Ever since my daughter Samantha graduated from Pace University in 2014, I’ve been trying to help her move toward independence by finding her life skills support and vocational training. After filling out mountains of paper work and meeting with well-meaning (but mostly useless) bureaucrats, more than two years have passed and NO HELP has been provided. Over the past few months, I’ve decided to take matters into my own hands. Twice a week for two hours, I work with my daughter on myriad life skills. Neither Samantha nor I are thrilled with this arrangement, but we both agree that it’s better nothing.
“What are you teaching her? Do you have a lesson plan?” My husband asked, sounding hopeful.
Seriously? “No lesson plan.” I smiled. “Usually I wing it.”
When life hurls challenges at me, I share my solutions and break down the problems to help Samantha understand how to take care of herself. It always makes her feel better when I can give examples of how neurotypical people don’t know what to do, become over emotional, and accidentally make the wrong choices. That way my daughter feels less isolated by her disability.
Last week a telephone scammer called my 90 year old mom, pretending to be her grandson Matt. My mother is hard of hearing, and so she believed the fake story about Matt having been in a car accident which injured a pregnant woman (!!) and was in jail, needing Grandma to post bail and begging her not to tell his parents. Luckily, my mom ignored that part and immediately contacted Howard and me. Of course, we called the “court appointed attorney,” for money wiring instructions, and my husband (a real attorney) quickly exposed “Matt’s lawyer” as a fraud. Later that day—after we had spoken with our son in California and knew for sure he was safe—I told Samantha the story. Part of our life skills time was devoted to discussing how she could protect herself from scammers and how some typical scams worked.. Samantha knows never to give out any personal information like her password, social security or credit card number; she knows how to hang up on any stranger who calls wanting to fix her computer or asking her for money for ANY reason. We also discussed the meaning of “bail”—something I hope she never really needs to understand.
While I don’t have a lesson plan, I do have an erasable black board in her room with a check list of tasks divided into daily, weekly, monthly and yearly columns. I usually start our life skills time by asking about the mundane: Has she refilled her drugs, gone to the cleaners and laundromat? Do any shoes or boots need to go to the shoemaker? Samantha can walk around with lopsided heels and holes in her soles without noticing, so often I have her pull a few pairs out of the closet and ask her what she thinks, hoping the habit will stick.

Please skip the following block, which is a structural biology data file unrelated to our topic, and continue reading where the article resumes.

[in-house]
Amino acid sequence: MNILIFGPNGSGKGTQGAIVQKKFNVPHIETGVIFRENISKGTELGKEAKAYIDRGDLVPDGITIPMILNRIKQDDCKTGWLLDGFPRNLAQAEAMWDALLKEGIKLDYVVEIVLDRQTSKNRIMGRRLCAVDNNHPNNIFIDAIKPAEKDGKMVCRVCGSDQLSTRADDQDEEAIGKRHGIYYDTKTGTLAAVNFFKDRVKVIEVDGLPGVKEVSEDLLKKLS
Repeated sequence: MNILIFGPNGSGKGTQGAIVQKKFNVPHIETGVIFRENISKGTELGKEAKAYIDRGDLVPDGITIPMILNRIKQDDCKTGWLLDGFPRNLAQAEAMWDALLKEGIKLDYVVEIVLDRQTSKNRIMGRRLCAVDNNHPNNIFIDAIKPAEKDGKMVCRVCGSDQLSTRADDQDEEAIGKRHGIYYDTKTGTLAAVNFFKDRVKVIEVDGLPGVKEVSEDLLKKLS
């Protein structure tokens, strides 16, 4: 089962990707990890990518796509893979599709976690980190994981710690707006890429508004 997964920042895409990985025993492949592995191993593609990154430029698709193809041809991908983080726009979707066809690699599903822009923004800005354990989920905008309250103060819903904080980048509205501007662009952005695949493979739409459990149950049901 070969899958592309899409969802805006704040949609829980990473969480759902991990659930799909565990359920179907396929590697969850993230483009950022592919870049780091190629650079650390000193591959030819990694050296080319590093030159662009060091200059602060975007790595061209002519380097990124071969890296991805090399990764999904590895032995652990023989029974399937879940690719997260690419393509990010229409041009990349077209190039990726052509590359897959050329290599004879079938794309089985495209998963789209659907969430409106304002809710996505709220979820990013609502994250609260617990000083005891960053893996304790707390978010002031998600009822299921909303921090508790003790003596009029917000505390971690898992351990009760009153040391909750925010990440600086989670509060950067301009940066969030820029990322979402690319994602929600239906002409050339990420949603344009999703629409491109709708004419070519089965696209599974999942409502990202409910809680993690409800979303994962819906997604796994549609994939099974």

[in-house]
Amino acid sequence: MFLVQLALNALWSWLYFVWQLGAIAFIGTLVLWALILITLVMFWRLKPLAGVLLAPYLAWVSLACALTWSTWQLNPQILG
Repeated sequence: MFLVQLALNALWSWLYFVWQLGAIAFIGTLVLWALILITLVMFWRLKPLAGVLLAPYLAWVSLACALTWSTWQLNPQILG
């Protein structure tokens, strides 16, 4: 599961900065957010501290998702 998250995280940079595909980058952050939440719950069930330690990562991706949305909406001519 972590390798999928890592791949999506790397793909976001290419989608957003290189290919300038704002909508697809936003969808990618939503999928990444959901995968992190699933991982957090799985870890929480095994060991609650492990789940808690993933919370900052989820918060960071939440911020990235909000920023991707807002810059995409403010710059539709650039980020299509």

Samantha is also working on making her own doctors’ appointments and—as much as possible—going independently. Our rule is that I go with her the first time to help with the initial paperwork and history; then she goes on “routine” visits alone. My daughter will proudly tell you that she goes to the dentist, dermatologist, internist and, yes, even the gynecologist independently. If there is a medical issue or question about a medication, I always tag along—even if I’m not entirely welcome. Sometimes I need to convince my 26 year old that I’m not treating her like a baby. I remind her that I went with her dad to visit back surgeons, and I went with her twin brother to the cardiologist. Both of them felt better having me along.
“Is it because you always have my back?” Samantha asks, using one of her new, favorite expressions.
“Yes,” I agree. “And two heads are better than one.”
This week we’ve been talking about priorities and commitments. Samantha wants to know how to prioritize family, friends, boyfriends and theater rehearsals. She demands multiple examples and situations. I offer up birthdays, deaths, illnesses and holidays. But it’s impossible to cover this subject in ANY two-hour session, and there are so many exceptions to each rule….
The next subject is the grocery store and finding the best values. We stop at Gristedes’ and I ask her whether we should buy Eggland’s ($5.99) or Shop Rite’s ($3.99) jumbo eggs. Samantha correctly chooses Shop Rite “because Eggland’s cost more.” However, when it’s time to buy Scope mouthwash, there are two sizes—8 ounces and 16 ounces—and my daughter chooses the smaller one because “it costs less, and I’m on a budget.” It takes 15 agonizing minutes to explain why the larger one is a much better value. Listening to me, Samantha’s face is turning red. Clearly, she feels flustered and self-conscious for not understanding. Finally, I point to the red sign saying that the 16 ounce size is 17.6 cents per ounce, whereas the 8 ounce bottle costs 27 cents an ounce, and thank goodness she see the light—at least this week.
Stay tuned for next week.